Equality and Diversity in Women’s professional Football is improving

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England’s Women’s football team are now getting the same appearance fees as the Men

Equality in sports seems to be catching up, with Tennis and Football starting to pave the way with similar prize money and appearance fees.

Recently the Football Association has revealed that it pays women the same appearance money as men when they play for England.

Last week at the Women’s FA Cup final, Chelsea’s win against Arsenal attracted 40,942 fans at Wembley and the match was watched by 1.3m people on BBC One.

On Wednesday, the Brazilian football federation joined Australia, Norway, and New Zealand in publicly committing to equal pay.

Parity on match fees and bonuses for games outside major tournaments has been in place since January, the FA said, in response to a question whether it would follow Brazil in paying male and female players the same for a senior international cap.

Ireland’s football association (FAI) has also announced that men’s and women’s teams will receive equal pay.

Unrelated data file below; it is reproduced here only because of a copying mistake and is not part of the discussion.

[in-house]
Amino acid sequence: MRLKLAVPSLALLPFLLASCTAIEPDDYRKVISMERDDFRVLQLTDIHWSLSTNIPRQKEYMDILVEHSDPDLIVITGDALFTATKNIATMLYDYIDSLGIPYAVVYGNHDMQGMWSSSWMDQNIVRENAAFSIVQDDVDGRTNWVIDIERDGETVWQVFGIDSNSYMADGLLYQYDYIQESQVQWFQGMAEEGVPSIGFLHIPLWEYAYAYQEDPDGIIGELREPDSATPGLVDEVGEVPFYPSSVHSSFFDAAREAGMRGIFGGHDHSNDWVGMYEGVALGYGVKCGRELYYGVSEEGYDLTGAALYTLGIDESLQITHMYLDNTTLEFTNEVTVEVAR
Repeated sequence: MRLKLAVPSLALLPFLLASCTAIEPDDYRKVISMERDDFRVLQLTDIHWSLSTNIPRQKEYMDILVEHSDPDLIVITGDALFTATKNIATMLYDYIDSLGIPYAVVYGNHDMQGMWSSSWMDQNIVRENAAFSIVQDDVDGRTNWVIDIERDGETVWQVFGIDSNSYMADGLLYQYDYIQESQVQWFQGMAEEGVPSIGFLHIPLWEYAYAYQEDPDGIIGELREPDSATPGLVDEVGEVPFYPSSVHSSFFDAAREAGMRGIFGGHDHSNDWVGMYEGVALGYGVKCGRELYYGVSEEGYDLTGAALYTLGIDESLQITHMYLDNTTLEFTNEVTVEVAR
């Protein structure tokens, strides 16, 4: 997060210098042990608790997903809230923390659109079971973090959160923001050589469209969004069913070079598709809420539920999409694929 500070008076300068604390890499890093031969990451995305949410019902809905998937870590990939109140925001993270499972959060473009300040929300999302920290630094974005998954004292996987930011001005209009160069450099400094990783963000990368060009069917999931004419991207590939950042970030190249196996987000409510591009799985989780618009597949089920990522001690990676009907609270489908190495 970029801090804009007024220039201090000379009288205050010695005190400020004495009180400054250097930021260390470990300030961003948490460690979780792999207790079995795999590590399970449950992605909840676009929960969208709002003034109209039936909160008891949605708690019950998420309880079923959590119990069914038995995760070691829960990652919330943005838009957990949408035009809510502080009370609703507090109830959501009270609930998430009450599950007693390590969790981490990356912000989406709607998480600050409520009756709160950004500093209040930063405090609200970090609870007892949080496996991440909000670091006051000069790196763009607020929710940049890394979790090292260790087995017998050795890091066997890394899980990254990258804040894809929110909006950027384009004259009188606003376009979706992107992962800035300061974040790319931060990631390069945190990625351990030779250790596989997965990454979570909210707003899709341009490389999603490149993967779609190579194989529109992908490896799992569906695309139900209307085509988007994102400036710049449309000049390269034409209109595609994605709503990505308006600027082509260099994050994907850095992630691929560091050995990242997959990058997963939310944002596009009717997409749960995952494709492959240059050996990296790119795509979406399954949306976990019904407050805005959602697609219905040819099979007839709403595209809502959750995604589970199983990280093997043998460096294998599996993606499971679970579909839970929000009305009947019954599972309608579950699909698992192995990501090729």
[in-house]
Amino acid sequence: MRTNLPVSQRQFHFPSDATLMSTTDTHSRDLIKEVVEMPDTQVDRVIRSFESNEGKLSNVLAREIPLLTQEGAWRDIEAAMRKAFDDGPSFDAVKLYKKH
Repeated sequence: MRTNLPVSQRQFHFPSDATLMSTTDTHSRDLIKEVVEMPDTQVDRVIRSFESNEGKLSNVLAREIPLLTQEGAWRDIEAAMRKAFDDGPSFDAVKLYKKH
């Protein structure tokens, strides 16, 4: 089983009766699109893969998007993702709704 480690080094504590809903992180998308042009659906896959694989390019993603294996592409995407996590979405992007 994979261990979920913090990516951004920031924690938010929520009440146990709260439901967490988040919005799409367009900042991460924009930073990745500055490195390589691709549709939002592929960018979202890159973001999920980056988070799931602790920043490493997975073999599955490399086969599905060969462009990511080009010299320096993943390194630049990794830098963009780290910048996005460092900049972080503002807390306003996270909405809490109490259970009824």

Many football clubs across the UK, now have both male and female professional teams regularly playing every week.

However, so far, no UK club has adopted equal pay.

Pay in the Women’s Super League, England’s top tier, has increased markedly but whereas leading players can earn up to £200,000 a year, salaries start at approximately £20,000.

Such wages are dwarfed by the pay senior male internationals receive.

The average Premier League salary was put at more than £3m by the Global Sports Salary Survey last December, and many England players earn substantially more.

Diversity still has a way to go

Black football manager Hope Powell, wants more action to tackle the shortage of black and minority ethnic coaches at the highest levels of women’s football.

The Brighton and Hove Albion chief is concerned by the lack of diversity in Lionesses squads.

Powell said, “I am one of only two managers of colour in the topflight in the women’s game.

“It makes me wonder if this is down to opportunity or if it’s about experience and qualifications.

“But there are more and more females getting qualified, so is this about opportunities? This is something that needs to be looked at and addressed.

“In the men’s game, the amount of people of colour that you see on the pitch doesn’t quite translate to off the pitch in those leadership roles.

“The Diversity Code has been brought in to play by the FA to try and address that. How effective this will be is a matter of time.”

Last Sunday was the 100th anniversary of the Football Association’s ban of women’s football in England- a ban that lasted 50 years.

How things have changed when in 2021 both Wembley and the broadcasters realise that women’s football is now big business.

 

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